This work includes helping banks improve their buy to let mortgage lending practices and helping housing associations / local authorities find private landlords (private rented access schemes, local letting agency models etc.)

We also write for property websites and we are regularly quoted by the media.

Services for Private Landlords

We also find a limited amount of time to help landlords and property investors by coaching them in how to make money in the private rented sector using ways that work, which are ethical, fair to tenants and which involve minimal risk to the investor. We pride ourselves on giving independent unbiased Buy to Let Advice on a coaching basis or through our (very occasional) group seminars.

AT OUR WEBSITE LETTINGFOCUS.COM:

TO GO TO THE HOME PAGE OF THIS BLOG click here: Blog

You can use the tags and categories at the bottom of each post and over to the right to read blog posts on related posts OR just click on the categories and use the pull down menu over to the top right of this page.

If you want to reply:

If you are on the URL for this specific post, at the bottom of the post, you should see a space to “Leave a Reply.”

If you are on the Blog Home Page, go to the very end of this specific post and biog (after the tags) and click on “No Comments” which should open a Reply Box. (Spammers please note: We delete all spam.)

THE HOME PAGE OF OUR MAIN SITE click here: http://www.LettingFocus.com

For general info on our CONSULTING SERVICES and also to find a small sample of links to articles where our comments have been featured in the National Press please click here: Consultancy and Seminars

For ONE TO ONE PRIVATE CONSULTANCY FOR PRIVATE LANDLORDS click here: Property Advice

TO READ CLIENT TESTIMONIALS – from both organisations and private landlords click here: Testimonials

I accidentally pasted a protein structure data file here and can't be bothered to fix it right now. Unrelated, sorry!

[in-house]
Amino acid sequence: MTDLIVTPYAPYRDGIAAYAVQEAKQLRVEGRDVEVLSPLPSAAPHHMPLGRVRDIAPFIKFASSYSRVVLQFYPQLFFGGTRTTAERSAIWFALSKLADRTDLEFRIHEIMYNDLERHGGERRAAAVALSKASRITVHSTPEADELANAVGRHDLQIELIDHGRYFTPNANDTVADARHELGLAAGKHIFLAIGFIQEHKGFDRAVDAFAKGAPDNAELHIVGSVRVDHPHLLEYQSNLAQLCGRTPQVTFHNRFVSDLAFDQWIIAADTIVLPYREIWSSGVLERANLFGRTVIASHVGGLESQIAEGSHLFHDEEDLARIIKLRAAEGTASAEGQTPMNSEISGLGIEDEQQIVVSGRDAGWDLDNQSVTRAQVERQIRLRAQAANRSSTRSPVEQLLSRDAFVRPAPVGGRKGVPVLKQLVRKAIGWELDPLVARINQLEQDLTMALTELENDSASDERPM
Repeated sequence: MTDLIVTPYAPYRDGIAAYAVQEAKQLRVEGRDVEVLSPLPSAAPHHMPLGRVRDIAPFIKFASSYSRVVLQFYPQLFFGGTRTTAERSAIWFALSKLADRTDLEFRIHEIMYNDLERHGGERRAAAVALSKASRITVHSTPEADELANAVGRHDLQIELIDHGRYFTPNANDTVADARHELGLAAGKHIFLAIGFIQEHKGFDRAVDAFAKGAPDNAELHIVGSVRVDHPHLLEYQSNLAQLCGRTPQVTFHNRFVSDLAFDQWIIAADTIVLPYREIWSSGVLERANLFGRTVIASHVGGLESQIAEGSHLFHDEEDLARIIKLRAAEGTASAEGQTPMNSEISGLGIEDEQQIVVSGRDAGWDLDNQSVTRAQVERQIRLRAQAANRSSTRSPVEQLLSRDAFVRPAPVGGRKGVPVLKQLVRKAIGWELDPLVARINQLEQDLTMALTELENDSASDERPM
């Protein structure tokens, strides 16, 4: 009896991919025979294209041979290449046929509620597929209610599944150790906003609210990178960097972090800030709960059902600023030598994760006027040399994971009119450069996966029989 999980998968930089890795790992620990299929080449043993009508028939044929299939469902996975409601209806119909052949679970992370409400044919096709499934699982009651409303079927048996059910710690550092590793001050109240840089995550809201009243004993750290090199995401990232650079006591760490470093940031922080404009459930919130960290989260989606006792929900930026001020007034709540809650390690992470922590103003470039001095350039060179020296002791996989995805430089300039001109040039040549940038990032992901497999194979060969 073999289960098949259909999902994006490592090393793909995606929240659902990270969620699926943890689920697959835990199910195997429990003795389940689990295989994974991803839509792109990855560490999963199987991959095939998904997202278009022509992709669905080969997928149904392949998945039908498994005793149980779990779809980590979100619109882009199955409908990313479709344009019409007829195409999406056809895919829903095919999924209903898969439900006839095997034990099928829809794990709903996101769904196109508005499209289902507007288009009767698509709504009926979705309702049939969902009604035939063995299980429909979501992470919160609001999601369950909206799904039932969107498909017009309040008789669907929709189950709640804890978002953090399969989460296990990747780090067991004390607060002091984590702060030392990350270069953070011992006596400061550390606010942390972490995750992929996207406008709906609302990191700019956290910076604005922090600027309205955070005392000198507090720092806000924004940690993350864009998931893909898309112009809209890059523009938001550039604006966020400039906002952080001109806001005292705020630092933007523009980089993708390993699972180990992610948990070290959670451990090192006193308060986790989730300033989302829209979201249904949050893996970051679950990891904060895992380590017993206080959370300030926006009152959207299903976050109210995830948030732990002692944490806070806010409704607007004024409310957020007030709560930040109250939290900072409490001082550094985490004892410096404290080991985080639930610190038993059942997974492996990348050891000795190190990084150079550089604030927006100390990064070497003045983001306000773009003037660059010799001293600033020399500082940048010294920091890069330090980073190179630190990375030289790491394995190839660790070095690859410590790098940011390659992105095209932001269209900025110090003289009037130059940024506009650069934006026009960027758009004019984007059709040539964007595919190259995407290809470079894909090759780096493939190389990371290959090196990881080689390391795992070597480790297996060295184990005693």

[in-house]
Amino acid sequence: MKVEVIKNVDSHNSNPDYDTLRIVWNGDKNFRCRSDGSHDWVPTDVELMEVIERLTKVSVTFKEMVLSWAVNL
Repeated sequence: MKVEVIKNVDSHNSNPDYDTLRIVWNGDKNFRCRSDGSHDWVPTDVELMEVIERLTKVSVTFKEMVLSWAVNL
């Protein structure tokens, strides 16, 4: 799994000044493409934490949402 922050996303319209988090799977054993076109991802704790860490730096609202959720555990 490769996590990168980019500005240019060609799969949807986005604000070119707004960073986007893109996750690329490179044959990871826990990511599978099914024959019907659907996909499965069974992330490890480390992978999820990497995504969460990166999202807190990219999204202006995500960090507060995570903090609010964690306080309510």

BUY “SUCCESSFUL PROPERTY LETTING” click here to Buy the Book at Amazon plus anything else at that Amazon sell. (If you are from an organisation and would like to bulk buy at least 50 books please ask us for special rates (which are lower than Amazon)).

To JOIN our Free NEWSLETTER containing regular news for landlords and details of our Events simply send an email to david@LettingFocus.com – Please note we WILL NOT send spam or sell our mailing list to advertisers but please put us on your “white list” to ensure you receive our emails.

IF YOU HAVE A SITE WHY NOT LINK TO THIS BLOG OR TO OUR WEBSITE?

IF YOU SELL SERVICES TO LANDLORDS, YOU COULD BE A PARTNER ON OUR AFFILIATE PROGRAMME. Ask for details.

This blog is updated once a week, usually on a Monday or Tuesday (or more frequently when “hot” news items come up.

For my random thoughts on property and various other things that typically make me grumpy, please see our TWITTER PAGE: Twitter

Copyright of Blog: David Lawrenson 2011.

Tags: , , , ,

2 Responses to “The Future for Buy to Let Loans and Mortgages”

  1. James Ball says:

    Hi
    Thanks for the report, a few things you need to take note of when looking at Bank of China is that they do not like professional landlords or property developers, there is also a minimum income requirement which must be proved and you must take the loan on a capital and interest basis. They do have some quirks which differ to more well known lenders. If you would like to know more please get in touch jball@lannercapital.co.uk .

    thanks
    James

  2. admin says:

    Thanks for that James
    I think one of the Bank Of China’s odd quirks that you may be referring too is that they use an imputed interest rate of 8% to work the rent to interest calculation on (bad as it is pretty high compared to current intrest rates), though they only require rent to be 100%. i.e. equal to the actual interest costs (which is good as it compares favourably to 125% which most other lenders require.)
    Kind regards
    David Lawrenson